An accurate mesothelioma diagnosis can only be given by a specialist. An example of a complete mesothelioma diagnosis could be stage 2 epithelioid pleural mesothelioma, meaning that cancer with the epithelioid cell type has formed in the pleura (lung lining) and is relatively contained to the chest cavity.

See more information on pleural mesothelioma stages.

Mesothelioma Justice Network Brief

An estimated 2 out of every 3 mesothelioma cases are pleural, with the remaining cases being peritoneal. Pericardial mesothelioma is extremely rare, accounting for less than 1% of all mesothelioma cases.

As for cell types, epithelioid is the most common. It’s also deemed the easiest to treat compared to sarcomatoid cell type, which is rare but the most aggressive.

When a mesothelioma tumor contains both epithelioid and sarcomatoid cells, it’s called a biphasic tumor. The ratio between epithelioid and sarcomatoid cells in a tumor determines how quickly it spreads.

What Are Common Mesothelioma Symptoms?

Anyone with a history of asbestos exposure should be aware of the signs and symptoms of mesothelioma. It’s important to know that you could have been exposed to asbestos decades ago and only just started to show symptoms recently. The disease can lie dormant for 10-50 years before symptoms appear.

Mesothelioma symptoms vary by disease location and stage. As with most conditions, mesothelioma symptoms also vary for each person based on factors like age, sex and overall health.

Pleural Mesothelioma Symptoms

Pleural mesothelioma affects the protective lining that covers the chest cavity and lungs. Because of where the disease forms, the main symptoms of pleural mesothelioma mostly affect the respiratory system. As mesothelioma tumors grow within the lung linings, the tissue expands and causes pressure and swelling.

Here are some of the symptoms that result from pleural mesothelioma:

  • Tightness in the chest
  • Chest pain
  • Shortness of breath
  • A dry cough
  • Difficulty swallowing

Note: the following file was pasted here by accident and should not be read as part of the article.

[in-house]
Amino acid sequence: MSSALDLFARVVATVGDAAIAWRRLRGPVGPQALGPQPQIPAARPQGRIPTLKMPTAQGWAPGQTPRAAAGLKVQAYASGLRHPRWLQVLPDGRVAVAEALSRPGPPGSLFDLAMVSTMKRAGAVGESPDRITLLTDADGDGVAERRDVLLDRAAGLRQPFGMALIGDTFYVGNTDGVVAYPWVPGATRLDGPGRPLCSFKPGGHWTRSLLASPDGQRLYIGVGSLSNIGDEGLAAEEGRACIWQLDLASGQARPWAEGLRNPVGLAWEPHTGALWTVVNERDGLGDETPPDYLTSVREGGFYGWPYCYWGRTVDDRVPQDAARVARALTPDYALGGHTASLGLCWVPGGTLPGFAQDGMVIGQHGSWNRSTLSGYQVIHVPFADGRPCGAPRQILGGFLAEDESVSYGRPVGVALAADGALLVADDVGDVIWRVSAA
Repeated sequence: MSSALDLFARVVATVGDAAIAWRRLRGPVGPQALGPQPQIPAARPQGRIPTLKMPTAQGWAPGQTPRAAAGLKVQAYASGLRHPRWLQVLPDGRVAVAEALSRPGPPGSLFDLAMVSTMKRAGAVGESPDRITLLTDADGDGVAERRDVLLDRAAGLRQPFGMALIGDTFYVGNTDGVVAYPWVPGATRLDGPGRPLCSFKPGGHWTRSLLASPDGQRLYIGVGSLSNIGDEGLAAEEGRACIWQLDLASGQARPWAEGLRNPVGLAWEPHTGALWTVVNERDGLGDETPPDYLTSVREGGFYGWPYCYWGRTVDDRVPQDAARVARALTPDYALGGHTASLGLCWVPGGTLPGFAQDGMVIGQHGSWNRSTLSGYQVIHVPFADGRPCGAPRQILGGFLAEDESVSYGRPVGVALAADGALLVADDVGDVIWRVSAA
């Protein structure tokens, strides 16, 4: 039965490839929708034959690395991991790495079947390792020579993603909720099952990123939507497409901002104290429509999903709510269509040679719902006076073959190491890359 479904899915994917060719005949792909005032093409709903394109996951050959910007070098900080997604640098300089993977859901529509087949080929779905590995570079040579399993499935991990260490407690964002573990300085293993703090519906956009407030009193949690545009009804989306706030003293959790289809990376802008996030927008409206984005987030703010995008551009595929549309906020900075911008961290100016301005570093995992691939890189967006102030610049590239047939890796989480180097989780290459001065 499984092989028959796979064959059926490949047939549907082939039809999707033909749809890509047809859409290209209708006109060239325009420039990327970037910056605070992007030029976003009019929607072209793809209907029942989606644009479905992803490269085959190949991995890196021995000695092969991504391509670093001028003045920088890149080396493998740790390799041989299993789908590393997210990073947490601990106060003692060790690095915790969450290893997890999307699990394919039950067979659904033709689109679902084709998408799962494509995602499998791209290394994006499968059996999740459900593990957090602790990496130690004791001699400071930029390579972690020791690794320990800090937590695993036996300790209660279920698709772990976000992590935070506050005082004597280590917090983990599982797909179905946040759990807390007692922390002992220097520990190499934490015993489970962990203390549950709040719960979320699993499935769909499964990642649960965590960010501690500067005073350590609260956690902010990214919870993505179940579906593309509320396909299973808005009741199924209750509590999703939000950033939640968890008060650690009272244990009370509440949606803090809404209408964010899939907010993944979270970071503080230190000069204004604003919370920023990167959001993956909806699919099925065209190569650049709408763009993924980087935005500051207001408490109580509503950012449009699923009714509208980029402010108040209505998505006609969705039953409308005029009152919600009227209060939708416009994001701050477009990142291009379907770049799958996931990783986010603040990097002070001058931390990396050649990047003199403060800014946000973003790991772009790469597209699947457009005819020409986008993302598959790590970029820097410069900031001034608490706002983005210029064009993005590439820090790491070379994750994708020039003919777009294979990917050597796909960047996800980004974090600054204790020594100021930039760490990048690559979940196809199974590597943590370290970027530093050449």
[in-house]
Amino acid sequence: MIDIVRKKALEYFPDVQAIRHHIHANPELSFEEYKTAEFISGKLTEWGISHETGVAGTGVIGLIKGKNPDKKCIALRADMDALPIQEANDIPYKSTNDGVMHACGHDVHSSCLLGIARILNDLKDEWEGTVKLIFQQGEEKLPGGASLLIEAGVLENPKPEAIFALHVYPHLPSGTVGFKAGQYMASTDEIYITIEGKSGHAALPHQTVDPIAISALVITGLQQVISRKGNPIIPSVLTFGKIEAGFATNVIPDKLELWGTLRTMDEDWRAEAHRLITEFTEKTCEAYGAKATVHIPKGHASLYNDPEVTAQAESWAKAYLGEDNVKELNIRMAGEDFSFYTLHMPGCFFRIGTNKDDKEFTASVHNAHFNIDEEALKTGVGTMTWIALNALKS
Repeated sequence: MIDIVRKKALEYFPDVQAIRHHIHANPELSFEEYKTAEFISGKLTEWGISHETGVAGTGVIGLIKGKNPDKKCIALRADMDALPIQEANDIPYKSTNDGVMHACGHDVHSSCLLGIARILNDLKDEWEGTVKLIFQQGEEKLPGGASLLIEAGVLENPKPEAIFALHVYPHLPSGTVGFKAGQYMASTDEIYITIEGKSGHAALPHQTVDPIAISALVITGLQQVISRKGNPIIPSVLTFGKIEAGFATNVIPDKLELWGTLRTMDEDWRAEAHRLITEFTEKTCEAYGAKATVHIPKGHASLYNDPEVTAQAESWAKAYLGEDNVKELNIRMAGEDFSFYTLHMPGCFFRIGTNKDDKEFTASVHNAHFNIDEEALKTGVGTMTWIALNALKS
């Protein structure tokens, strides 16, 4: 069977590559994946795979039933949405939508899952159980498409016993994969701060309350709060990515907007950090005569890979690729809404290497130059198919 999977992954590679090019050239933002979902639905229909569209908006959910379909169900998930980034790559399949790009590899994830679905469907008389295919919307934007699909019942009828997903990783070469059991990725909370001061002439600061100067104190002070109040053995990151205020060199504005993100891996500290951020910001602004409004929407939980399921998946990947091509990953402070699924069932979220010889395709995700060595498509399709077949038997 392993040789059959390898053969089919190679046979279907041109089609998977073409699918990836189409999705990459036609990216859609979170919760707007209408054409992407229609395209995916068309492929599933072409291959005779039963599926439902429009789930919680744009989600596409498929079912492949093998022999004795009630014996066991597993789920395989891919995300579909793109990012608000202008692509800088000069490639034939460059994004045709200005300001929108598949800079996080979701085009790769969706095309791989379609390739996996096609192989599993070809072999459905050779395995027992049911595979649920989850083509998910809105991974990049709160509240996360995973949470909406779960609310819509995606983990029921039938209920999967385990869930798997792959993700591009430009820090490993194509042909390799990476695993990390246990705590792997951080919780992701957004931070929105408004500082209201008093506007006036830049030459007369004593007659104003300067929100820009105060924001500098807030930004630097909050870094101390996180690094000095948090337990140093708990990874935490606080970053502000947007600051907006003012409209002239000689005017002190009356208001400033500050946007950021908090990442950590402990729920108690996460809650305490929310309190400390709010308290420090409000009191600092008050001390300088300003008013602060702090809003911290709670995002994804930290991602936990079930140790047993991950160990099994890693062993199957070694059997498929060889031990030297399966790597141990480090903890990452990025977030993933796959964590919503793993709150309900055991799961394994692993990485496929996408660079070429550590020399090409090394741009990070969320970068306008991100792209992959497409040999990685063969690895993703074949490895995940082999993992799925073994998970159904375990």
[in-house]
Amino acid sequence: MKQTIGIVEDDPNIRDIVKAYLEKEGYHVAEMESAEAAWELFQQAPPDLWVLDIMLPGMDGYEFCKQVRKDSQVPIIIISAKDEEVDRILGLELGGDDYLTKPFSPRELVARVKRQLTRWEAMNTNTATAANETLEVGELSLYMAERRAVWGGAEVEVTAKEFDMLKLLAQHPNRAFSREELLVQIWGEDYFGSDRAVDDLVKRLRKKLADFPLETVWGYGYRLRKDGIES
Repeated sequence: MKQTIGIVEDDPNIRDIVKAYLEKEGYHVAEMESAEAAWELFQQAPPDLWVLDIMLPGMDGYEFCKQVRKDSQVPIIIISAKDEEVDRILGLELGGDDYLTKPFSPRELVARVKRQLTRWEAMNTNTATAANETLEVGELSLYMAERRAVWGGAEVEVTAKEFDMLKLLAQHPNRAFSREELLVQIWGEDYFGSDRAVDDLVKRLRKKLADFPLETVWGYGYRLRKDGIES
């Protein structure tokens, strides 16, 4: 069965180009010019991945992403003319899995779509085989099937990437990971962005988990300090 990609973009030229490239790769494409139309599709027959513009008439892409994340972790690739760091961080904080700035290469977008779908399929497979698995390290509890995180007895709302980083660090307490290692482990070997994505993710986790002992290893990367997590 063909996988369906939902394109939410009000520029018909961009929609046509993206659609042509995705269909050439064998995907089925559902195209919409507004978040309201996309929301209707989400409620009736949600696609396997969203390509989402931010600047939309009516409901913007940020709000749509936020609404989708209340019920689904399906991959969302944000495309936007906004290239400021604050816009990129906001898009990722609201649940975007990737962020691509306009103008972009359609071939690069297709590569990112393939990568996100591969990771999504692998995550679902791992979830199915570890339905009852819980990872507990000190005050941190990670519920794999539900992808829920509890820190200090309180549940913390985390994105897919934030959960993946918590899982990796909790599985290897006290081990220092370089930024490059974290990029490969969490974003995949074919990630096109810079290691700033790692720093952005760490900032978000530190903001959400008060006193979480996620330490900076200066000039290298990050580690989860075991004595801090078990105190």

• Fluid buildup in the chest
  • Constriction of the throat and upper chest
  • Weight loss

In the initial stages of pleural mesothelioma, patients may experience flu-like symptoms such as fatigue, fever and body aches and pains.

Mesothelioma Justice Network Brief

Vague mesothelioma signs can be easily overlooked or ignored. These signs, combined with respiratory symptoms can result in misdiagnoses like chronic obstructive pulmonary disease (COPD), bronchitis or even the common cold.

As pleural mesothelioma progresses into stages 3 or 4, symptoms become much more severe and harder to manage. Many people report chronic chest pains, persistent and painful coughing and sometimes coughing up blood.

If you have a history of asbestos exposure and you’re experiencing any of the above symptoms, make an appointment with a mesothelioma specialist today.

Access Asbestos Trust Funds

Compensation for treatment, loss of income and other damages is available through Asbestos Trust Funds. Patients with mesothelioma and other asbestos-related illnesses may qualify.

Find Out If You Qualify

Peritoneal Mesothelioma Symptoms

When mesothelioma forms in the abdominal lining (peritoneum), it causes a variety of stomach and digestion symptoms.

Mesothelioma tumors in the peritoneum cause pressure and swelling in the abdomen, which lead to many of the following peritoneal mesothelioma symptoms and signs:

  • Abdominal pain
  • Fluid buildup in the abdomen
  • Bloating and swelling
  • Feeling full
  • Weight loss
  • Constipation and diarrhea
  • Nausea and vomiting

Peritoneal mesothelioma also causes symptoms that are similar to pleural mesothelioma symptoms. These include chronic fatigue, night sweats and fever.

There is no official staging system for peritoneal mesothelioma like there is with pleural, so the timeline of symptoms varies from patient to patient.

Changes in bowel habits are common in peritoneal mesothelioma patients. As such, it’s easy to confuse it with digestive issues such as irritable bowel syndrome (IBS). If you’re experiencing any of the above symptoms and have a history of asbestos exposure, contact a mesothelioma specialist today.

Pericardial Mesothelioma Symptoms

In less than 1% of cases, mesothelioma forms in the heart lining (pericardium). Pericardial mesothelioma symptoms mimic pleural mesothelioma symptoms due to the heart’s proximity to the lungs.

Pericardial tumors cause swelling and pressure in the heart, which creates extremely dangerous complications. Because pericardial mesothelioma is so rare, there isn’t a set of common or progressive signs like there are for the other types.

However, here are some of the possible symptoms you may develop with pericardial mesothelioma:

  • Chest pain
  • Persistent cough
  • Difficulty breathing
  • Shortness of breath when lying down
  • Heart palpitations (arrhythmia)
  • Heart murmurs

As tumors develop in the heart lining, the pericardial lining starts to thicken. Pericardial thickening causes further inflammation and strain, resulting in symptoms like irregular heartbeat and murmurs. As with the other forms of mesothelioma, pericardial mesothelioma also causes fatigue, fever and night sweats.

Doctors can perform X-rays and imaging scans to identify possible pericardial tumors that may be causing heart problems.

If you are experiencing any of these pericardial mesothelioma symptoms and you have a history of asbestos exposure, contact a mesothelioma specialist today.